Outraged, Tesla quit . He later wrote about the (alleged) genius of the century: «If Edison were to look for a needle in a haystack, he would begin to examine, with the frenzy of a bee, one thread after another, until he found the object he was looking for. With regret I witnessed his way of proceeding, well aware that a little theory and calculation would have saved him 90% of the work.”

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BETTER ALONE THAN BADLY ACCOMPANIED. However, his excellent work for the Edison Electric Light Company made Tesla known in the circle of specialists. Soon after his dismissal, the 29-year-old accepted an offer from a group of investors and founded his own company, Tesla Electric Light and Manufacturing Company. But once again his hopes were not realized. Instead of preparing the alternating current systems for marketing, at the request of his financiers he found himself building innovative lighting for streets and factories.

Tesla meticulously dedicated himself to the development of an arc lamp and filed several patents. But after completing his tasks, he was ousted from the company and cheated on his compensation. “A period of struggle followed,” the inventor recalled dryly. For a year he found himself making ends meet by working, on call, in road construction.

TURNING POINT. But in early 1887 his fate took an unexpected turn: the head of the construction crew learned of Tesla’s supposed miracle engine and put him in contact with Alfred K. Brown, the director of the Western Union Telegraph Company . Telegraph companies needed electricity; and Brown was interested in alternating current, which could be transmitted over great distances without loss. Not far from the Edison Company, in Manhattan, the two rented a spacious laboratory in which Tesla was finally able to accelerate the practical transposition of his alternating current system.

Thomas Edison in 1889. He promised Tesla a reward of 50 thousand dollars. But he didn’t keep his word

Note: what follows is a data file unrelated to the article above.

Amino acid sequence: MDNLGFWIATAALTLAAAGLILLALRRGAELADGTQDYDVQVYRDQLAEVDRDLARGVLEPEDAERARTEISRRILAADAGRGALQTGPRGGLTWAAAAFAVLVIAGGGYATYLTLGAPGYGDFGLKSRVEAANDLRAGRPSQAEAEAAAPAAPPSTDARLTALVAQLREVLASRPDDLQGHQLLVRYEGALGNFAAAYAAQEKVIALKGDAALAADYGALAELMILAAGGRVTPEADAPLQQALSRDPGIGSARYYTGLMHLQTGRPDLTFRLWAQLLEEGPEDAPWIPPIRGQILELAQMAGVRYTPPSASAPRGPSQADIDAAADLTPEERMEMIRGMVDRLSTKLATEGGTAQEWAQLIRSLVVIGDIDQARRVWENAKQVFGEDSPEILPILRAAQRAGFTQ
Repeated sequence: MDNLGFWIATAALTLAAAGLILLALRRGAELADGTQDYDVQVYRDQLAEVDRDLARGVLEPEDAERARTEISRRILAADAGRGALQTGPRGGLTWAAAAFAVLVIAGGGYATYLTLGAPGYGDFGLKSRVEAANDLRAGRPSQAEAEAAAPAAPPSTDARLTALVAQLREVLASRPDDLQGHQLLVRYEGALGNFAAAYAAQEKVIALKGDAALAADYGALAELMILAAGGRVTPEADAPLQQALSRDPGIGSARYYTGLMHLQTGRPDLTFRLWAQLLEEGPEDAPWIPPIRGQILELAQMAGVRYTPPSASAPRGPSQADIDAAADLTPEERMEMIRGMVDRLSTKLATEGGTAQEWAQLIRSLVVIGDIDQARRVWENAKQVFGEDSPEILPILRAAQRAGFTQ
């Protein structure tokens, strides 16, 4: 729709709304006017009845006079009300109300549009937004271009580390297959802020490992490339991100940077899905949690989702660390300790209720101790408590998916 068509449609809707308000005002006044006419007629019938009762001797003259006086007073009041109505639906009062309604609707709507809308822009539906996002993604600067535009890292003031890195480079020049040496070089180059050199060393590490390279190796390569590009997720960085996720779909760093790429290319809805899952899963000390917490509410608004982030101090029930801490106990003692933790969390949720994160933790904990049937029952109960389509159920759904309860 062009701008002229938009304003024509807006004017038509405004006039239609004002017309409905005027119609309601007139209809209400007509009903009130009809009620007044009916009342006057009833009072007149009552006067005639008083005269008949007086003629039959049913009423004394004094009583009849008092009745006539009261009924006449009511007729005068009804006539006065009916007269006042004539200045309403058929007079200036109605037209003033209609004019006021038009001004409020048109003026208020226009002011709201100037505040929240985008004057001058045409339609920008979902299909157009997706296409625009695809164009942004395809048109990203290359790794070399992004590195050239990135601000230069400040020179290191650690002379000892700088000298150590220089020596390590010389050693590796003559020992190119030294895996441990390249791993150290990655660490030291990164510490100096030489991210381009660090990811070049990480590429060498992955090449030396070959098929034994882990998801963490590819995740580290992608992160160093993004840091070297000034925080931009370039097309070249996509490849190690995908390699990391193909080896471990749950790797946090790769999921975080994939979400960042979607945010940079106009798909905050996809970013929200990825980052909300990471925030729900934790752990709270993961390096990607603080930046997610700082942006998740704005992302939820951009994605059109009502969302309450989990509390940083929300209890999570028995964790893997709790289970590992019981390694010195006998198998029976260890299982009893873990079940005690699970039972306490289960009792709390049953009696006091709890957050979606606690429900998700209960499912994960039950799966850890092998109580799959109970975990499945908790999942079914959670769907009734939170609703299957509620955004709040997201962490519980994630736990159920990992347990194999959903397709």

THE WAR OF THE ELECTRIC CURRENT. Thus began the Electric War: Tesla filed patent after patent for components of his innovative engine, lectured, staged demonstrations before enthusiastic audiences, and soon caught the attention of industrialist George Westinghouse.

Westinghouse, himself an engineer and inventor, had entered the electricity market a few years ago, purchasing various patents. Unlike Edison, he believed in the profitability of the new technique. He purchased Tesla’s patents, charging a $2.50 license fee for each horsepower of “Tesla’s electricity” sold. And he took the field in the battle for alternating current.

Thanks to reduced energy losses, Westinghouse was able to erect its power plants outside of cities. Furthermore, its copper wires were thinner than those required for direct current, and the costs for power lines were lower than those incurred by competitors.

Westinghouse was able to sell electricity at more favorable prices than Edison, and soon found itself having more customers. But the latter went on the counterattack: he collected information on accidents involving alternating current, wrote pamphlets and put pressure on politicians.

EDISON’S DIRTY GAME. He paid young students to capture dogs and cats which, during official performances, he tied to metal plates, then passed alternating current through their twitching bodies. Finally he asked the spectators: “Is this the invention that our beloved women should use for cooking?”.